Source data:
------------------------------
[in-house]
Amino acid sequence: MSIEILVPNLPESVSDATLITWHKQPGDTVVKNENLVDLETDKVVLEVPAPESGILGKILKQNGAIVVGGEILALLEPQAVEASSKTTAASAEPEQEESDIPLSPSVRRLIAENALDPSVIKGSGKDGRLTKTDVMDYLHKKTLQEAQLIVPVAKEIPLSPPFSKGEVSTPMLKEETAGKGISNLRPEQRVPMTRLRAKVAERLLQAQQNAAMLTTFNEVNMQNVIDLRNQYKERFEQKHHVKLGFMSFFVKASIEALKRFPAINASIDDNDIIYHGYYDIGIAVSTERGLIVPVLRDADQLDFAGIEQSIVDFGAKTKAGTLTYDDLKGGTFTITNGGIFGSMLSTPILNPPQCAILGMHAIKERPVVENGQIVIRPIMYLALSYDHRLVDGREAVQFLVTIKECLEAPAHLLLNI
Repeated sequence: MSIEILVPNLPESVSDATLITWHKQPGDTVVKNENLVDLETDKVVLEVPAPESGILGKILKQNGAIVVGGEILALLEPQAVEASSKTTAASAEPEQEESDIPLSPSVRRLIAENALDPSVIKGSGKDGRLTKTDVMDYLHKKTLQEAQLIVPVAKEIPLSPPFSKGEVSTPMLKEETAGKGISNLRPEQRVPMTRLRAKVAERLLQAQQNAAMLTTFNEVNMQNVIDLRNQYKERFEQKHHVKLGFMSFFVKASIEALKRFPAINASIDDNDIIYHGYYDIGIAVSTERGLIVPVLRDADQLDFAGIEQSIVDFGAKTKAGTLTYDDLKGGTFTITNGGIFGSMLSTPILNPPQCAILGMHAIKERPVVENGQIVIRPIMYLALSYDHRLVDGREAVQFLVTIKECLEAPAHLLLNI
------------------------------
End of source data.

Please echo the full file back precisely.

[in-house]
Amino acid sequence: MSIEILVPNLPESVSDATLITWHKQPGDTVVKNENLVDLETDKVVLEVPAPESGILGKILKQNGAIVVGGEILALLEPQAVEASSKTTAASAEPEQEESDIPLSPSVRRLIAENALDPSVIKGSGKDGRLTKTDVMDYLHKKTLQEAQLIVPVAKEIPLSPPFSKGEVSTPMLKEETAGKGISNLRPEQRVPMTRLRAKVAERLLQAQQNAAMLTTFNEVNMQNVIDLRNQYKERFEQKHHVKLGFMSFFVKASIEALKRFPAINASIDDNDIIYHGYYDIGIAVSTERGLIVPVLRDADQLDFAGIEQSIVDFGAKTKAGTLTYDDLKGGTFTITNGGIFGSMLSTPILNPPQCAILGMHAIKERPVVENGQIVIRPIMYLALSYDHRLVDGREAVQFLVTIKECLEAPAHLLLNI
Repeated sequence: MSIEILVPNLPESVSDATLITWHKQPGDTVVKNENLVDLETDKVVLEVPAPESGILGKILKQNGAIVVGGEILALLEPQAVEASSKTTAASAEPEQEESDIPLSPSVRRLIAENALDPSVIKGSGKDGRLTKTDVMDYLHKKTLQEAQLIVPVAKEIPLSPPFSKGEVSTPMLKEETAGKGISNLRPEQRVPMTRLRAKVAERLLQAQQNAAMLTTFNEVNMQNVIDLRNQYKERFEQKHHVKLGFMSFFVKASIEALKRFPAINASIDDNDIIYHGYYDIGIAVSTERGLIVPVLRDADQLDFAGIEQSIVDFGAKTKAGTLTYDDLKGGTFTITNGGIFGSMLSTPILNPPQCAILGMHAIKERPVVENGQIVIRPIMYLALSYDHRLVDGREAVQFLVTIKECLEAPAHLLLNI